This question has to do with scientific claims about the universe and could be asked in a number of ways.
To my own very imperfect understanding, claims about "the universe" cannot be scientific claims in any proper sense. As claims about a single entity they do not and could not submit to standard principles of verification. (They might even be subject to Hume's arguments about miracles.) As claims about a totality that presumably includes the claimants, they fall prey to paradoxes of self-reference, such as sets of all sets, and so forth.
Yet scientists and philosophers of science regularly do make highly considered claims about "the universe." They also make claims about the possibility of a "unified physical theory" that would seem to involve some of the same sorts of problems.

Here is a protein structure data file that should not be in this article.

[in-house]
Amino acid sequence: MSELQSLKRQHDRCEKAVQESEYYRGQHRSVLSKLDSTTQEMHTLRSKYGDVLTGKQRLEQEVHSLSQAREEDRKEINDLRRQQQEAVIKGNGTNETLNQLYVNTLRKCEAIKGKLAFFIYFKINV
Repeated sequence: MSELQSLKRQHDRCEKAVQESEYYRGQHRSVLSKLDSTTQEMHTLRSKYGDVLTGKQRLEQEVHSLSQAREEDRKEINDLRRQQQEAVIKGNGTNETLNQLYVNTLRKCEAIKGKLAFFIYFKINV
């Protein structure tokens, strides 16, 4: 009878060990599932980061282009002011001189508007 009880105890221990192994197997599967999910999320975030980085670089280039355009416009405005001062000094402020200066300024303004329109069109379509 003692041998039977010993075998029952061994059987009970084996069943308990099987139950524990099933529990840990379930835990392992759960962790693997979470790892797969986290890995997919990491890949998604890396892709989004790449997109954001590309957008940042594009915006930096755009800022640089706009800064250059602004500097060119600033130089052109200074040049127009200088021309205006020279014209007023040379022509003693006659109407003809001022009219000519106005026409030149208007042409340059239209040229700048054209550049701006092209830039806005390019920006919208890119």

Is this just a manner of speaking on the part of scientific pragmatists? Or do physicists understand themselves to be making perfectly valid claims about the physical universe, implying that such claims can be made from "outside" the physical totality, so to speak? Which suggests dualism of a nearly Cartesian order.
Perhaps I am misunderstanding something obvious here. How do philosophers of physics deal with such issues? Is this a well understood problem? Do the potential fallacies here in any way relate to the emergence of "other universe" theories as an attempt to provide some apparatus of comparison for "this universe"?